Many of us played this game when we were kids: You say a number; your friend tries to demonstrate his knowledge by saying a bigger number. At some point you proudly get to infinity — the largest number of all. Your friend doesn’t blink; he says, “Infinity times a hundred,” then he thinks for a second and spouts out, “Infinity times infinity!”
How do you beat that? When assets get overvalued and get into crazy territory, explaining their overvaluation feels like playing this “infinity times infinity” game. But at least, if we line up different crazy valuations next to each other, it is going to be easier to distinguish levels of craziness.
Let’s start with the least crazy of all the crazies — bond-substitute type stocks. In this example I’ll focus on Coca-Cola
but I could single out almost any consumer goods company — such as Kimberly-Clark
and many others that pay a stable dividend.
Coca-Cola is truly an incredible business: the company makes a concentrate and ships it to bottlers, who put in the hard capital, bottle that syrup, and distribute it to every corner of the world. Coke, in concert with its bottlers, has the best distribution system in the world.
Since bottlers do all the heavy lifting, this business earns a very high return on capital. Coke is one of the most beloved brands in the world (unless you are a Pepsi person). This company has experienced incredible growth over the past century. However, unless Coke gets penguins at the South Pole to consume its fine bubbly, it has run out of new markets to sell into. This is exactly what has happened to Coke since 2010 — revenues and earnings have stagnated. If you look at the financials, only two things have grown: the stock dividend (due to an increased dividend payout) and the company’s debt — which has tripled.
Coke is a high-quality company — it can raise prices along with inflation on its namesake product, which represents about half of its revenue. It may struggle to do so on other, more commoditized parts of its product portfolio, but nobody questions whether Coca-Cola will be around in 10- or 20 years. Most importantly, investors are convinced Coke will continue to manufacture its 2.6% dividend until the end of time. They are so focused on the the dividend that they are ignoring how much they are paying for this income stream: Mr. Market will let you have Coke today at 30 times earnings.
But what happens to Coke’s stock price when interest rates go up? Coke’s 2.6% “infinite” dividend will not be so shiny if U.S. interest rates climb a few percentage points. If the 10-year Treasury
is yielding 5%, Coke’s dividend will lose its luster and the stock will decline to a valuation multiple with a “1” in front of it.
Today, many Coke shareholders are experiencing what behavioral economists call “empathy gap.” They tell themselves, “I am fine even if the stock declines 30%–50%. I will stick with getting my 2.6% dividend, which will rise with inflation.” However, when the stock price declines and safe alternatives offer double that yield, they’ll change their thinking — thus the gap.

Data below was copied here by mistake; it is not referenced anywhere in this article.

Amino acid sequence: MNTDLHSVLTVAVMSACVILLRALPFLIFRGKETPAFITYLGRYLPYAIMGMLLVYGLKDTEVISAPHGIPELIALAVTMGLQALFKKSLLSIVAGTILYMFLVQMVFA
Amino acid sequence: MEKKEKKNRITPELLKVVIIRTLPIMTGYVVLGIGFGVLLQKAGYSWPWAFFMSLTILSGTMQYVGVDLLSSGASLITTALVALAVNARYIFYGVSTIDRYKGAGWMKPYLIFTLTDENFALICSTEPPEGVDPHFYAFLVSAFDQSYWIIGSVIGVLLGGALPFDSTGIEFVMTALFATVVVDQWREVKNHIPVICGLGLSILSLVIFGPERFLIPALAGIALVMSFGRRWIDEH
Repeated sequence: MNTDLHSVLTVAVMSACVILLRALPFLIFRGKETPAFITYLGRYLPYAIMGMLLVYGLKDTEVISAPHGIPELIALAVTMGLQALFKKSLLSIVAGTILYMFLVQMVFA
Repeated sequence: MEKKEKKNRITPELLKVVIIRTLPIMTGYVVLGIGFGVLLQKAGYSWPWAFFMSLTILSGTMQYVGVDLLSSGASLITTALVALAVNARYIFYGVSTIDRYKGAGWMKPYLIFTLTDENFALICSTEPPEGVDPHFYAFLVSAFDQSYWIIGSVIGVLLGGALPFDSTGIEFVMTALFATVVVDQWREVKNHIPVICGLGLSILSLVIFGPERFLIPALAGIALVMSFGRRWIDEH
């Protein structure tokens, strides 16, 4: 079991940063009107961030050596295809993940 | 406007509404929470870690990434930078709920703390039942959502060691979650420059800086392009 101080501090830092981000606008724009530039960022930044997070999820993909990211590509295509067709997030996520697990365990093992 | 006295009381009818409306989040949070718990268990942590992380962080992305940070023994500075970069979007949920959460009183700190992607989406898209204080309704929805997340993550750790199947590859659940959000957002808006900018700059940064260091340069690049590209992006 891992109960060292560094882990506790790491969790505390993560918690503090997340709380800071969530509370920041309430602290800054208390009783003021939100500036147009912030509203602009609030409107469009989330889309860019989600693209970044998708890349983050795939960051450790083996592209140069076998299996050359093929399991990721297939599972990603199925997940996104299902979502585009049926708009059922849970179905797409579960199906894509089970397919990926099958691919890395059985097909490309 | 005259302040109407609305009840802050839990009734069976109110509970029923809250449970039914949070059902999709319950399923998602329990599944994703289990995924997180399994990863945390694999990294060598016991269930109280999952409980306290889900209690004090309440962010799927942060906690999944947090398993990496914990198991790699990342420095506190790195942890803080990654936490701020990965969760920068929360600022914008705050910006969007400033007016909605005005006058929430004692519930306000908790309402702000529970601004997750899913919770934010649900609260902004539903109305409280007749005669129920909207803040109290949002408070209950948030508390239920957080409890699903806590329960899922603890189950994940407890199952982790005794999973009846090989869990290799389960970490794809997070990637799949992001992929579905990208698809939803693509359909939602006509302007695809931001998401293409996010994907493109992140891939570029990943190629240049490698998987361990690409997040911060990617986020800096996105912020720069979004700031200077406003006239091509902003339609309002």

Side note: Dividends don’t need to be a shiny object that lead you to eventual financial ruin if/when interest rates rise. Just change the sequence of your analysis. Here is what we do at IMA in dividend portfolios: We identify the universe of stocks in the U.S. and other countries that pay stable dividends, but only the ones that are both high-quality and undervalued end up in the portfolio.
Coke is just a lightweight on the crazy spectrum. The degree of crazy will increase with each example, culminating with smelly, hot air, I promise.
The next one is Tesla
I’ve spilled a lot of ink on this company. I even wrote a series of essays that I turned into a small book (you can get it here). I love my Model 3. Almost three years after I bought it, I still enjoy driving it, and I am not even a “car guy.” My wife is about to get a Tesla. I like a lot of things about the company.
But the stock is a very different matter. An important lesson that many tech investors learned after the bursting of the dot-com bubble in 1999 and the dot-com bubble in 2021 is that there is a difference between a good company with great products and a good stock. The connection between the two is valuation. The price you pay determines your future return. Price did not matter when valuations were rising, but it will when they aren’t.
Tesla arguably has the best electric vehicle on the market. Customers love its products. This is no small thing. Unlike the Detroit Three, the German Three, and the Asian Five, which spend tens of billions of dollars on advertising, Tesla has zero advertising budget. Hundreds of thousands of its fanatically loyal customers are its marketing force. Most car companies don’t have that type of goodwill. These billions of dollars of savings Tesla can put into more R&D or lower prices or higher profitability.
But Tesla has a market capitalization of $1 trillion — roughly equivalent to what the whole rest of the global auto industry is worth. When Tesla’s market value was at half a trillion dollars, I described its valuation as “discounting a temporal wormhole into the future.” Today it is priced at double infinity.
Let’s move on to the next level of crazy. GameStop